Is going to college in an attempt to get a degree worth it? Some experts on the subject have begun to ask this question as an increasing amount of high school students are deciding to further their education in college. Americans are sending off 70% of high-school graduates to college, a number that was at just 40% in the year 1970 (Are).
This is a number that is expected to continue to rise. Students pursue this higher education in hopes of a higher wage in the future, but the question of whether or not going into debt for it is worth still remains. In a 1989 survey of consumer finances, the average student loan debt for those with a college degree was $3,420; the average for those in the same category in the year 2010 was $16,714 (Carroll, Higgins). This shows that the debt is a definite concern and is continuing to rise yearly.
Sure, this debt can be scary, but in order to determine if college is worth tackling this debt, you need to examine the benefits and weigh them against the negatives. The benefits of a college education include an increased yearly wage in a future career, the opportunity to learn and gather experience, and it opens doors for a variety of career opportunities.
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To counter this, many experts in the area say that the debt is not worth accumulating. Their argument stems around the fact that the debt will take too long to pay off for the education to actually provide any value for those that took it on. They go one step further and claim the economy can not take in as many college graduates as we currently introduce into the country every year (Doyle, W). In a report covered by William Doyle, it says “Work by Richard Vedder and his colleagues at the Center for College
Affordability and Productivity has shown that a substantial number of college graduates work in jobs-such as janitorial work or taxi driving”. This shows that just because someone goes to college and gets a degree, it doesn’t necessarily mean that they will get a high paying job. If they do not get a high paying job, they obviously wasted both their time and money by going to college in the first place.
To further back this narrative, data shows that students that finish in the bottom half of their high school class have a 66 percent chance of not graduating college at all after enrollment (Are). Dropping out of school does not make the debt disappear. These individuals are still required to make payments on a debt that did reap any benefits from.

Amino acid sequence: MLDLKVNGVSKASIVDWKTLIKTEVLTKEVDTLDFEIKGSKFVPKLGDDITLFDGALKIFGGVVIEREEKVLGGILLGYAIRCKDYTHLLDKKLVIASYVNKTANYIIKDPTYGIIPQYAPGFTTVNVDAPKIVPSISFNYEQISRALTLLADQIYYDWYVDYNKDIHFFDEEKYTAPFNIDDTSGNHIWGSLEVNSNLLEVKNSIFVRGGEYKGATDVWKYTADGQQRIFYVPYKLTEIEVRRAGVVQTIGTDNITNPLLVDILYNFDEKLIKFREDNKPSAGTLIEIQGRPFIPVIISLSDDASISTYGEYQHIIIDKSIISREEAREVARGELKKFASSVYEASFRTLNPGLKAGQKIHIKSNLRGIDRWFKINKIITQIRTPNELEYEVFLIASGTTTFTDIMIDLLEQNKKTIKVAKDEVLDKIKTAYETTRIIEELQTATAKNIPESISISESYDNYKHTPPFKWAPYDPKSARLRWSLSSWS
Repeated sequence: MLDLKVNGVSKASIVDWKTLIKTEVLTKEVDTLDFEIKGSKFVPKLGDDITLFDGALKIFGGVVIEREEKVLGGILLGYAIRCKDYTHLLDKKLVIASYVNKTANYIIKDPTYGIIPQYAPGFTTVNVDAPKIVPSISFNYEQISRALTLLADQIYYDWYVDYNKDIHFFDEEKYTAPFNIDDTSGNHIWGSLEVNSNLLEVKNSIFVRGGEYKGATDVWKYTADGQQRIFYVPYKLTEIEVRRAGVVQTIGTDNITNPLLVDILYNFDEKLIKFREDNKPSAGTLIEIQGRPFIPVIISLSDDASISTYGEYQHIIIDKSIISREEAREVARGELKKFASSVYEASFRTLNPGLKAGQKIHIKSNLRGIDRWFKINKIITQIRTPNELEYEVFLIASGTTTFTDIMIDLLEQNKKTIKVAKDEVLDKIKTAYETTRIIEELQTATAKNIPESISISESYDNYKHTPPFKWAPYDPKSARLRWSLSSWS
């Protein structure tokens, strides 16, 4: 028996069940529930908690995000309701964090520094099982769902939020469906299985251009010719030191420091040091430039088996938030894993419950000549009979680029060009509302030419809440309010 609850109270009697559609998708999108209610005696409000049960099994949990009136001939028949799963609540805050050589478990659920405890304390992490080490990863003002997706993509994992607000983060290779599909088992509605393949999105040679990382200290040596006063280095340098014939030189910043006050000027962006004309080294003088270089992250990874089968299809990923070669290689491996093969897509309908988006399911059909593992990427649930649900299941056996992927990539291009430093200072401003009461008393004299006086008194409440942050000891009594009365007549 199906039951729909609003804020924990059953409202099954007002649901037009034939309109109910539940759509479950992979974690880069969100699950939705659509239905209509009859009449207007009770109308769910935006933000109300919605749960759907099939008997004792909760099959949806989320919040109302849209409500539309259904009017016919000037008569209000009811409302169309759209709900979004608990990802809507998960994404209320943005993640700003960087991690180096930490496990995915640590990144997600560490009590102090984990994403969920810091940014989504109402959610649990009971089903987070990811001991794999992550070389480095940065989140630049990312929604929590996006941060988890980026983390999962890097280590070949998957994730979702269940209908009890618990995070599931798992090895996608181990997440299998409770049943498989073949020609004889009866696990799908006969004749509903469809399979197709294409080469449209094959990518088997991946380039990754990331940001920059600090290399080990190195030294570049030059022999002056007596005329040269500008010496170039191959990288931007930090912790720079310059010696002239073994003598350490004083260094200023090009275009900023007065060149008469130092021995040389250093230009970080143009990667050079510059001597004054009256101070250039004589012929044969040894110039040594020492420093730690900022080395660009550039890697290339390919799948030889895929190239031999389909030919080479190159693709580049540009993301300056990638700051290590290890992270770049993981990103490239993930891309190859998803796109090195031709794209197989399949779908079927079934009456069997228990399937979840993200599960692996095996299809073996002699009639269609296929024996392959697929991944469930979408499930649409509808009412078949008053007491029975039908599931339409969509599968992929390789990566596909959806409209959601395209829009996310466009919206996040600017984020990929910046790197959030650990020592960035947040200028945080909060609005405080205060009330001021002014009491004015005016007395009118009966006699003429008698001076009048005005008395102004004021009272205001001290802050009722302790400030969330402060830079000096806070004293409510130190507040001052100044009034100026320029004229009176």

The first and biggest benefit of achieving a higher-level education is the obvious, a higher income. For a lot of students, the ability to turn college degrees into more money is the main factor in going to college (Loveless). Most students typically aim to invest in a college education in hopes of one day providing a better living condition for their family.
To understand why anyone would want to begin the college process, you need to take a look at the financial benefits that would come as a result of it. In 2010 the average household headed by a person between 22-29 with a college degree earned $42,693. The households in the same category but without a college degree average around $26,429 a year (Carroll, Higgins).
This means that those with a college degree earn over 61 percent more per year than their non-degree-holding counterparts. While degree holders typically do not see the wage benefits immediately after graduating (due to accumulated debt) the advantages are certainly there in the long run of things.
The thing with college is, generally speaking, the longer you go the more money you make in your future career. According to (Torpey), “Median weekly earnings in 2017 for those with the highest levels of educational attainment-doctoral and professional degrees-were more than triple those with the lowest level, less than a high school diploma.”
While attaining these higher-level degrees takes more time and money, it means that the debt that comes along with it can be paid off even faster as well. In fact, the average student loan debt is paid off by age 34 (Lobosco). This may seem like a lot of time, but over the course of a lifetime it is rather small.